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101 Gadgets that changed the world - Part 10 of 10

Us

By

Us

 
 
 
 
 

Spectacles

 

It entertaines billions

 

There are 1.3 billion phone lines in use around the world

 

What do the Vacuum Cleaner, the spectacles and the TV remote controlhave in common? They are gadgets that changed the world. This is part 10 of a series of 10 articles in which you will learn about the 101 gadgets that changed our world from prehistory to today.

 

1. Radio, 1895

We were nearly denied radio by an uncharacteristic lack of foresight shown by one Heinrich Hertz who, while demonstrating electromagnetic waves in 1888, told his students, "I don't see any useful purpose for this mysterious, invisible electromagnetic energy." Fortunately, Alexander Popov, a Russian, and the Italian-Irish inventor Guglielmo Marconi, saw the potential in the technology and separately sent and received the first radio waves. Marconi sent the first transatlantic radio message (three dots for the letter "S") in 1901.

2. Spectacles, 1451

The correcting qualities of stone have been known for millennia – Emperor Nero was thought to use emerald to watch (presumably green-tinted) gladiatorial games. Modern glasses were first depicted in a 1352 portrait of Hugh de Provence, and the first evidence of their sale dates to 1450s Florence. The US founding father Benjamin Franklin is credited with the invention of bifocals in 1784 and useable contact lenses followed in 1887. Today, an estimated 75 per cent of UK adults sports a pair of specs.

3. Telephone, 1876

Frenchman Charles Bourseul first proposed transmitting speech electronically in 1854, but he was ahead of his time and it took another six years before Johann Reis used a cork, knitting needle, sausage skin and a piece of platinum to transmit sound, if not intelligible speech (that took another 16 years). Elisha Gray and Alexander Graham Bell raced to make the first working phone in the 1870s, Bell winning in a photo-finish. Today there are 1.3 billion phone lines in use around the world.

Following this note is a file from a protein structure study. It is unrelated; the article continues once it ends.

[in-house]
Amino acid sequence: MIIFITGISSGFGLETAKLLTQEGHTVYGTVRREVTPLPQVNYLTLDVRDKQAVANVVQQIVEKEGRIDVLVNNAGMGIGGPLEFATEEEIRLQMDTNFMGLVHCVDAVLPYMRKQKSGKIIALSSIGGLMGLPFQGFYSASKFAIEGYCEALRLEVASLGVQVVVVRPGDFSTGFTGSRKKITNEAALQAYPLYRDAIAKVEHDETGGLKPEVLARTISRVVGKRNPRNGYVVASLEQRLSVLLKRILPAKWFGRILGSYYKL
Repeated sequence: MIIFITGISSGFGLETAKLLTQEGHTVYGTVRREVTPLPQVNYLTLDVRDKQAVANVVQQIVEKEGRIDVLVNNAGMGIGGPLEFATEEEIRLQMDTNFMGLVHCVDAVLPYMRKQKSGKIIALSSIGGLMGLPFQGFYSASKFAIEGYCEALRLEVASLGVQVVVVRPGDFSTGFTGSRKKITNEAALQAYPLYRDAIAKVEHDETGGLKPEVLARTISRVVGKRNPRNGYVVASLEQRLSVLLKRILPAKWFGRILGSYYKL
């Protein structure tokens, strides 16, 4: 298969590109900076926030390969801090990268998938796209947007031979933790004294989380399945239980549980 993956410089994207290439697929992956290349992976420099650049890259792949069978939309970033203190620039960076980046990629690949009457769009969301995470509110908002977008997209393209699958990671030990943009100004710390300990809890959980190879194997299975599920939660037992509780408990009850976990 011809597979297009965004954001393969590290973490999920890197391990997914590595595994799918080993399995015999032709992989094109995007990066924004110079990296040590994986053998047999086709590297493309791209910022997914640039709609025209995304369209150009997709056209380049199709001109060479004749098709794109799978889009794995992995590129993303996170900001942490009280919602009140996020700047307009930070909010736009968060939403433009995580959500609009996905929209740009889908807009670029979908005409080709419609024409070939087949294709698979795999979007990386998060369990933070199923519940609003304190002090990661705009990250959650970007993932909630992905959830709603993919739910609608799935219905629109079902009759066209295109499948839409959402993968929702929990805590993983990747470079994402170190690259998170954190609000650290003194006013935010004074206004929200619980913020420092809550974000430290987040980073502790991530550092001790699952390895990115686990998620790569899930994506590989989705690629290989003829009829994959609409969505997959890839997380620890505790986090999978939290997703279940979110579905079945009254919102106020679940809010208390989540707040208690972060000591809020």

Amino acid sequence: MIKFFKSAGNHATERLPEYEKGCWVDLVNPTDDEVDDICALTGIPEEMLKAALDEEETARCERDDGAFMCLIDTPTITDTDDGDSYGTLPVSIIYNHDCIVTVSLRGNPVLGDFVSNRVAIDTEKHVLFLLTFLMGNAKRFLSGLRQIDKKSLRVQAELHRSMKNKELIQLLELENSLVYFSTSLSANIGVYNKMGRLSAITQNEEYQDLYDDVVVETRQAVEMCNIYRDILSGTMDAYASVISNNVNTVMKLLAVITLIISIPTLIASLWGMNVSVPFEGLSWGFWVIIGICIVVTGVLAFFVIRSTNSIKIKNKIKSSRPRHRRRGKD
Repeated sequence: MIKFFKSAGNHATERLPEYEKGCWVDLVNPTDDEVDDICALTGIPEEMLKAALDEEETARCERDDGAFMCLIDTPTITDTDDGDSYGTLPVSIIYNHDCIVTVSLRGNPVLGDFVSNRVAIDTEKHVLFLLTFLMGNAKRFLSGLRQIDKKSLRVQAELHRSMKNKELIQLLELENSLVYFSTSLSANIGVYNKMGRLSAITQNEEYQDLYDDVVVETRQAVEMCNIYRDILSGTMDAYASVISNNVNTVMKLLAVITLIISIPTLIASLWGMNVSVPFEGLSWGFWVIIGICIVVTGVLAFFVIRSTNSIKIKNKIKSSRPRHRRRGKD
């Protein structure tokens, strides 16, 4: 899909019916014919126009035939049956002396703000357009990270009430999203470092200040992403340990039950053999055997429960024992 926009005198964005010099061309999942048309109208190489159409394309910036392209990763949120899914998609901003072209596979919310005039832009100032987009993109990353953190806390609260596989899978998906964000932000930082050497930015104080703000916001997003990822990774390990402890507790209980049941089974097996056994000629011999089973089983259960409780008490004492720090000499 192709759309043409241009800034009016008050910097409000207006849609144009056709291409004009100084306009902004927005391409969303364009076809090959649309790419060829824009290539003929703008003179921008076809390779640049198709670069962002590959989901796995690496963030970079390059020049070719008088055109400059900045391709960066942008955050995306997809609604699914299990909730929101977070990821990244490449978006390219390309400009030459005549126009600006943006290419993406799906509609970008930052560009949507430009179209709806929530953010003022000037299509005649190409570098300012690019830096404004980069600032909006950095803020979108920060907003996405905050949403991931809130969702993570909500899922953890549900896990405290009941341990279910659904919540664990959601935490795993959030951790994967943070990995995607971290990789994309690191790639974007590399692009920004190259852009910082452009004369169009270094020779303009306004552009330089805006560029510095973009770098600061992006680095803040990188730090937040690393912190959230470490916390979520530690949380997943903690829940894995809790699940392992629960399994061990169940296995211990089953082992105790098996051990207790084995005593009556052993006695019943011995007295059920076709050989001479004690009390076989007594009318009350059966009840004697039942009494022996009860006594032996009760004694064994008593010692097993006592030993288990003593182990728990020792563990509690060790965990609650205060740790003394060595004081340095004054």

4. Television, 1925

Without it there would be no Celebrity Love Island, no Extraordinary Breastfeeding (Channel 4, 2006), no Chantelle. OK, so it hasn't all been bad – television has helped connect people around the world, entertained billions, and kept generations of children occupied on lazy Sunday mornings. Not that CP Scott, editor of the Manchester Guardian, was impressed. He said in 1920: "Television? The word is half Greek and half Latin. No good will come of it." Scotsman John Logie Baird first demonstrated TV to the public in 1925.

5. Thermometer, 1592

It is difficult to place the thermometer in the history of modern invention; it is one of those devices that would inevitably appear – the product of no single mind. Galileo Galilei is most commonly credited, but his clumsy air thermometer, in which a column of air trapped in water expanded when warmed, was the culmination of more than 100 years of improvement. The classic mercury-in-glass thermometer, still in use today, was conceived by Daniel Fahrenheit in the 1720s.

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6. TV remote control, 1950